Into this land came Hannah’s paternal ancestors:  The Libby family in America dates to John Libby who was born in Plymouth, Devonshire, England in 1611 and settled in Maine in 1659 or 1660.  John Libby's name first appears under the employ of Mr. Trelawny at one of his trading houses on Richmond's Island, a small island on the coast of Cumberland county, Maine.  John’s son, David LIBBY, was born in 1657 in Scarborough, Cumberland, Maine, New England. He died on 24 Dec 1736 in Kittery, York, Maine, New England. He was bur. on Libby Hill, Adlington Rd. in 1736 in Kittery, York, Maine, New England. He married Eleanor on 11 Feb 1681 in Scarboro, Cumberland, ME.  In Scarborough David served on a commission to renew the Falmouth-Scarborough bounds 11 Feb. 1681. He was granted 6 acres in 1682 and 30 acres in 1685. On leaving town he lived about 10 years in Portsmouth until 18 Dec. 1699 when he and his brother-in-law Fogg joined with Joseph Hammond, Esq. and Stephen Tobey in purchasing the "Bay lands" on the river bank now in Eliot. They built their homes on Libby Hill. David was a well to do farmer, the inventory of his estate amounted to £1329/5.  David’s great grandson was Zebulon Libby, Hannah’s father.  He born in Scarborough, about 1757; married, 19 Oct. 1780, Lydia Andrews, daughter of Deacon Amos and Anne (Seavey) Andrews of Scarborough. A year or two after his marriage, he settled on a portion of his father's large purchase which was then in Scarborough, but is now in Saco. There he always lived. He served three years in the Revolution, and was afterward a captain in the militia. He died 6 Dec. 1836. His widow died 9 Dec. 1838. (The above short bios were taken from The Libby Family in America 1602 - 1881 by C. T. Libby)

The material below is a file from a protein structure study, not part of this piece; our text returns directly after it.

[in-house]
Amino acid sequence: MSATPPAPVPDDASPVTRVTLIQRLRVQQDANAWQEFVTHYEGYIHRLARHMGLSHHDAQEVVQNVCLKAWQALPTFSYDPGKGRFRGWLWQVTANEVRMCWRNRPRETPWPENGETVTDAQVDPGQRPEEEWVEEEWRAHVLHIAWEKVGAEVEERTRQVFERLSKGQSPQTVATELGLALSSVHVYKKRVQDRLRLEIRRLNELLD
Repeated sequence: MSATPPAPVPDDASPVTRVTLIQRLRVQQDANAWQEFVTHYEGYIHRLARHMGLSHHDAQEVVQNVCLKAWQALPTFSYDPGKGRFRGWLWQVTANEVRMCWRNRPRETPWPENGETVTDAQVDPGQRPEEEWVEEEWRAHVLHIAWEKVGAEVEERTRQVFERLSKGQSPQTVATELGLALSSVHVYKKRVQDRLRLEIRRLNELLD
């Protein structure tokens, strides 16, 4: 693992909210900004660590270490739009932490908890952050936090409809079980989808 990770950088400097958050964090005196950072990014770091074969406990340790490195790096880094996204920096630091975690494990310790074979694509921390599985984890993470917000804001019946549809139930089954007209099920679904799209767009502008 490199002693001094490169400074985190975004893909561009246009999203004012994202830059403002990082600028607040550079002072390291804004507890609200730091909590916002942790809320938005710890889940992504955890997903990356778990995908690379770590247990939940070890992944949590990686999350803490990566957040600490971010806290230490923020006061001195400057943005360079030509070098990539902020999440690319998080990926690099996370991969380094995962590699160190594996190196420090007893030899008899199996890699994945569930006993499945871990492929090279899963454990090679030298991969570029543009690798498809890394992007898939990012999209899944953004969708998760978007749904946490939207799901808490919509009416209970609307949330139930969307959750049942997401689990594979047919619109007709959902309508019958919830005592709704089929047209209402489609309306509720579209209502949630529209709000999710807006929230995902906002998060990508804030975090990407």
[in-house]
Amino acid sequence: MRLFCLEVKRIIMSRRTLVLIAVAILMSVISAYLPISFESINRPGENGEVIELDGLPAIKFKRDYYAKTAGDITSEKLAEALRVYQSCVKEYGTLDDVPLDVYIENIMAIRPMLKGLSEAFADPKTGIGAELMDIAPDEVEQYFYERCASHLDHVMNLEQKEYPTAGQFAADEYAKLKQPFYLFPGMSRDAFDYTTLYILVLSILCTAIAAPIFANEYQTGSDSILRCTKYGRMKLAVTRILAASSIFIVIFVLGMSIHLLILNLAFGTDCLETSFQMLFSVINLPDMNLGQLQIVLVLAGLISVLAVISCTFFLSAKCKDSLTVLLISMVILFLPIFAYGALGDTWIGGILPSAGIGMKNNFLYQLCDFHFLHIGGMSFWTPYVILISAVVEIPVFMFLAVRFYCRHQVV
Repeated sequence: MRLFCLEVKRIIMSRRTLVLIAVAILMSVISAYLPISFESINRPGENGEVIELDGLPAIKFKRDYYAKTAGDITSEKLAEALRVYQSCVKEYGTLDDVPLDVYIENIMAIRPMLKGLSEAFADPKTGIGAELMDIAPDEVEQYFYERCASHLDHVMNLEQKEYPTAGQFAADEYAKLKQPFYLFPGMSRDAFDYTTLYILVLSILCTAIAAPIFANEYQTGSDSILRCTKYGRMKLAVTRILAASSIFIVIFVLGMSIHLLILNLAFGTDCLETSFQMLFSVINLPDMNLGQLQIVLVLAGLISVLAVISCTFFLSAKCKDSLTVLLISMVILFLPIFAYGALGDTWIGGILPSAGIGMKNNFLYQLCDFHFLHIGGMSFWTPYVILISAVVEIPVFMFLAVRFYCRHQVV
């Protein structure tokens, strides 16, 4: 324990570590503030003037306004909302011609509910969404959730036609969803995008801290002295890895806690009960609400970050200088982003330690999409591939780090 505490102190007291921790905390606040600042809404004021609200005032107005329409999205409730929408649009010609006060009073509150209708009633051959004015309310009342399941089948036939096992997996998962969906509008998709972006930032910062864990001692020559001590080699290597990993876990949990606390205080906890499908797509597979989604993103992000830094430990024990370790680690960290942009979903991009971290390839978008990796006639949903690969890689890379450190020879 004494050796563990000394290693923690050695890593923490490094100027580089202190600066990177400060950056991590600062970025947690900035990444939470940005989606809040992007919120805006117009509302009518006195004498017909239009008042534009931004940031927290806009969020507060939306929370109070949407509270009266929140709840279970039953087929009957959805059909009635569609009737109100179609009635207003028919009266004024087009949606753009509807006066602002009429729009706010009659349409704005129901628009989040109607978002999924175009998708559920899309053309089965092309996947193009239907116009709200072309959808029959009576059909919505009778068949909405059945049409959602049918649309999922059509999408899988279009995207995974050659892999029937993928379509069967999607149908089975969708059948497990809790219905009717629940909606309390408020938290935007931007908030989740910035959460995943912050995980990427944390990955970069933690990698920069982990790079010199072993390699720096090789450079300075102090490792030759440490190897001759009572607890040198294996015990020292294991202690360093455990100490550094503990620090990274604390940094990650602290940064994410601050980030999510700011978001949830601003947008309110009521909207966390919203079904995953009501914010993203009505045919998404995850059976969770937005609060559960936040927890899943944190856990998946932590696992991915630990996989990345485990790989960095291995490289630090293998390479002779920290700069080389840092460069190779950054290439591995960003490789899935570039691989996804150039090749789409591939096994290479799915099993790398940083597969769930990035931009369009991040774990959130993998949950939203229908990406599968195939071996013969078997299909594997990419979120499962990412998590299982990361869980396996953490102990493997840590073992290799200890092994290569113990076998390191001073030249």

Zebulon’s grandfather, David Libby, married Esther Hanscom about 1720.  Thomas Hanscom, the immigrant, was born in the parish of Sutton, Bedfordshire, England, about 1634, according to a deposition made by him.  Savage says he came to New England in 1649.  He married, May 16, 1664, Ann, he surname not being on record.  Ann Hanscom survived her husband and as his widow married James Tobey, who went to Kittery, Maine, in 1657, and she was living there in 1720.  Thomas (2) Hanscom, eldest child of Thomas (1) and Ann Hanscom, was born in Kittery, Maine, Oct. 17, 1666.  He married as his first wife, Alice, daughter of Richard Rogers, of whose house, known as No. 23, nine other families were assigned for protection in case of Indian attacks threatened in 1720.  She died between 1696 and 1698, and he married (second), Tamsen, daughter of Richard Gowell, who administered her husband's estate Nov. 11, 1713.  In the threatened Indian attacks of 1720, the family of Widow Hanscom were assigned to the house No. 12, owned by David Libby Jr., where the family of James Staples was also ordered to take refuge.  Thomas Hanscom died intestate about 1712.  It was in this family of David Libby that Esther Hanscom found her future husband David Libby.


Alice Rogers (married Thomas Hanscom in 1689) – her ancestry is not verified at this time beyond her parents Richard Rogers and Sarah Libbey who were of very early Kittery, York, Maine.  It appears that Richard Rogers' father was George Rogers.  In Old Kittery and Her Families- Everett S. Stackpole, pp.95-7, 705 the following is presented:
George Rogers was in the employ of John Winter at Richmond Island in 1639. He was living at Long Reach in 1641 and received a grant of his land there in 1648. He was a juryman in 1650 and is last mentioned in 1654. See page 97.

Since Richard Rogers lived on the homestead of George, he is supposed to have been his son. Richard took the oath of fidelity 9 July 1669. The name of his first wife is not known. He married (2) Sarah, widow of Robert Tidy and daughter of John Libby of Scarborough. His widow married (3) Christopher Banfield. 

(Next - the rest of Hannah's paternal lines.)

No comments:

Post a Comment